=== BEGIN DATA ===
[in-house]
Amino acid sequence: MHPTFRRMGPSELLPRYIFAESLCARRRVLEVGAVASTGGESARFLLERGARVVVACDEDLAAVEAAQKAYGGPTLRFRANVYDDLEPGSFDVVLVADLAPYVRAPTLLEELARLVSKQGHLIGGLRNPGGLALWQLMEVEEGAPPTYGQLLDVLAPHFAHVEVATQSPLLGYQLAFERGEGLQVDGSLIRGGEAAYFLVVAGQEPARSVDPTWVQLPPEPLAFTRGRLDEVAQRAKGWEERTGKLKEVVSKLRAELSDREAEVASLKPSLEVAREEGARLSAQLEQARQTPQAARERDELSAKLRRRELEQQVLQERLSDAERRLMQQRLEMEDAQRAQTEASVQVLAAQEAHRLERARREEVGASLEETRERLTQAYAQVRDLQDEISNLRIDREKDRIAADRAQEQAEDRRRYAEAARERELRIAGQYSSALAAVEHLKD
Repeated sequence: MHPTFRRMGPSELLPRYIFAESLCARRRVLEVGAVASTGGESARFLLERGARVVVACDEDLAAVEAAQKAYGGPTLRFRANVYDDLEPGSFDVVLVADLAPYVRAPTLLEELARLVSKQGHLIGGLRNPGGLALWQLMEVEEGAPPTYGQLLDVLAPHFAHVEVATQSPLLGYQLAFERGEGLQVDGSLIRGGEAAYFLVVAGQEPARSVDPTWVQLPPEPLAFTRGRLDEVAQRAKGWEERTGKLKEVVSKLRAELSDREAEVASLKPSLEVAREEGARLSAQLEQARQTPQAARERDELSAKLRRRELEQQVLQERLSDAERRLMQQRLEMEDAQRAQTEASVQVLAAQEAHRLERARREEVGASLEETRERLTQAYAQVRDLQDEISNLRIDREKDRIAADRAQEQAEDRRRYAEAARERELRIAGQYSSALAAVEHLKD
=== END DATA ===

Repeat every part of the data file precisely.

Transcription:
[in-house]
Amino acid sequence: MHPTFRRMGPSELLPRYIFAESLCARRRVLEVGAVASTGGESARFLLERGARVVVACDEDLAAVEAAQKAYGGPTLRFRANVYDDLEPGSFDVVLVADLAPYVRAPTLLEELARLVSKQGHLIGGLRNPGGLALWQLMEVEEGAPPTYGQLLDVLAPHFAHVEVATQSPLLGYQLAFERGEGLQVDGSLIRGGEAAYFLVVAGQEPARSVDPTWVQLPPEPLAFTRGRLDEVAQRAKGWEERTGKLKEVVSKLRAELSDREAEVASLKPSLEVAREEGARLSAQLEQARQTPQAARERDELSAKLRRRELEQQVLQERLSDAERRLMQQRLEMEDAQRAQTEASVQVLAAQEAHRLERARREEVGASLEETRERLTQAYAQVRDLQDEISNLRIDREKDRIAADRAQEQAEDRRRYAEAARERELRIAGQYSSALAAVEHLKD
Repeated sequence: MHPTFRRMGPSELLPRYIFAESLCARRRVLEVGAVASTGGESARFLLERGARVVVACDEDLAAVEAAQKAYGGPTLRFRANVYDDLEPGSFDVVLVADLAPYVRAPTLLEELARLVSKQGHLIGGLRNPGGLALWQLMEVEEGAPPTYGQLLDVLAPHFAHVEVATQSPLLGYQLAFERGEGLQVDGSLIRGGEAAYFLVVAGQEPARSVDPTWVQLPPEPLAFTRGRLDEVAQRAKGWEERTGKLKEVVSKLRAELSDREAEVASLKPSLEVAREEGARLSAQLEQARQTPQAARERDELSAKLRRRELEQQVLQERLSDAERRLMQQRLEMEDAQRAQTEASVQVLAAQEAHRLERARREEVGASLEETRERLTQAYAQVRDLQDEISNLRIDREKDRIAADRAQEQAEDRRRYAEAARERELRIAGQYSSALAAVEHLKD